And on counts (i) and (ii) Pedro did everything and more. Every time Pedro got up on the hill last season, and for the majority of this season as well, the atmosphere at Shea Stadium was electric. It was a happening, a celebration of a master of his craft. He filled up Shea every time he pitched. And for the most part, Pedro delivered the goods. In 2005, his first season with the Mets, Pedro went 15-8 with a 2.82 ERA and 208 strikeouts before arm troubles and a bad toe shut him down in September.

But it was more than the wins. It was his swagger, his absolute fearlessness. This is the same guy who, in the midst of a bitter rivalry with the Yankees, responded to a question about the Curse of the Bambino (on a night where he hit a couple of Yankees and almost started a world war) by saying “wake of the Bambino and I’ll drill his ass too”. Fearless. And that is what made him one of the greatest pitchers in the history of them game.

And his signing lead to all that happened afterwards in 2005. Carlos Beltran signed a huge deal, partially because of Pedro’s trailblazing. Tom Glavine became a number two starter, a role he was much more confident with, and the Mets became a team making some noise.

As the 2006 season progressed, the Mets began to roll past the competition and all of Pedro’s aches and pains seemed of little consequence. After all, there was plenty of time for Pedro to rest up that achy toe, that balky this and that painful that. Then came the tweaked calf. Pedro was shut down again, this time in September.

Still it didn’t matter. After all, the Mets were cruising and Pedro was resting. It was the best of both worlds. He’d be back in time to make 3 or 4 starts, tune up for the playoffs, then pitch the Mets to World Series glory. It was easy to pretend that Pedro was fine as long as the team kept winning without him. The script was basically written anyway. All the better that Pedro was going to do it while not 100% - it made everything more dramatic.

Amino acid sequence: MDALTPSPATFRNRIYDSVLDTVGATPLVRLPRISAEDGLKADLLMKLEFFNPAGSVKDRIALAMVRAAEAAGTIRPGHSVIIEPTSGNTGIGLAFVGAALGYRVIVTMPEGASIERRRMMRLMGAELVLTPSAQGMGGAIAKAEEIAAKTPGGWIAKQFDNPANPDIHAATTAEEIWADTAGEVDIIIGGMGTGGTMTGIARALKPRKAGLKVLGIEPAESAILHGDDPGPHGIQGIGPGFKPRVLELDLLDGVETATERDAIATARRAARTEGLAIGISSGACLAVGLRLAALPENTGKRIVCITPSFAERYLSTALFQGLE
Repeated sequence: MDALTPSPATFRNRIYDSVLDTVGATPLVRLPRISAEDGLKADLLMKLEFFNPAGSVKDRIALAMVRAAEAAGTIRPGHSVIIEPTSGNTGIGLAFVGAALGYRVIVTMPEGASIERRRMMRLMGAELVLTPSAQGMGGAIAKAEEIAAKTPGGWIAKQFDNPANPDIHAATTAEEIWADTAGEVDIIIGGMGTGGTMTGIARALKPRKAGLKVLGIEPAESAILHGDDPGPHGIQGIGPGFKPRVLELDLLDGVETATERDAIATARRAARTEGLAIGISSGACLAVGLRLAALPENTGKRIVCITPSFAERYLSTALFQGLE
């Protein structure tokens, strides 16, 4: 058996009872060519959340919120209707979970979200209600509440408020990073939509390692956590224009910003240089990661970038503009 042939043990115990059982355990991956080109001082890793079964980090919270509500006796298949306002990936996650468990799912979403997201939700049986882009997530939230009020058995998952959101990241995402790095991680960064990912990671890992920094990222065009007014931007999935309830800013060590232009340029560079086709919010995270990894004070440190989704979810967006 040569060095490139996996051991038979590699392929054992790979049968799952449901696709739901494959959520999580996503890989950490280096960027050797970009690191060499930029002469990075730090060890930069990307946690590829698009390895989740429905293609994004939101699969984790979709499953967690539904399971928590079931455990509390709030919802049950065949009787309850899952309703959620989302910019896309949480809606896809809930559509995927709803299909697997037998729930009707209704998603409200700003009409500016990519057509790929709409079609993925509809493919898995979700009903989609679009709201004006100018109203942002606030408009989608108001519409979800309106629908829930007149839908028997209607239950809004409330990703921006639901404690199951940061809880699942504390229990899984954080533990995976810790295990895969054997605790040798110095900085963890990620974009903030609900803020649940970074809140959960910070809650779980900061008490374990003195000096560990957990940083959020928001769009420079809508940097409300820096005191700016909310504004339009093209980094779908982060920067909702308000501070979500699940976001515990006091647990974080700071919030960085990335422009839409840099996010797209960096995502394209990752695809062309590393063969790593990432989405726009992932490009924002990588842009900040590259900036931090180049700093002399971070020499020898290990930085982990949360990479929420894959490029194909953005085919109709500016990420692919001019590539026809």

At least that was the plan. Then came a horrendous first outing against the Pirates where he had no fastball and lasted like three plus innings. Then came an “inconclusive” 5 inning job where he couldn’t seem to get his fastball over 84 mph. But still we didn’t panic. He’d be fine.

Then came tonight’s disaster. Pedro lasted 2 and two thirds, giving up 7 runs. His fastball velocity was up, but he had no command. When he did get it over, he was tossing batting practice.

Do you remember in the Red Sox win over the Yanks in the 2004 playoffs? Well, a depleted Yankee team was forced to send out Kevin Brown to start game 7. I’ll never forget when Fox cut to his face when he was tossing his warmup pitches – he looked absolutely terrified. Like he would rather be stuck with AIDS infected needles than have to pitch this game. Well, that’s how Pedro looked tonight. He looked terrified. Because he knew he didn’t have it. And he knew that an entire fan base was watching to see if he did. And now, all of a sudden, we can’t pretend anymore that Pedro will be right for Game 1 of the playoffs; that he is going to ride in with his Superman cape and fix everything with a few masterful curveballs and an elusive 89 mph heater. Instead Met fans are panicking. Who will pitch game 1? Who will pitch game 5? Do we really have to send out a shaky Pedro AND Steve Trachsel? All of a sudden, the World Series seems more like a distant wish than a slam-dunk.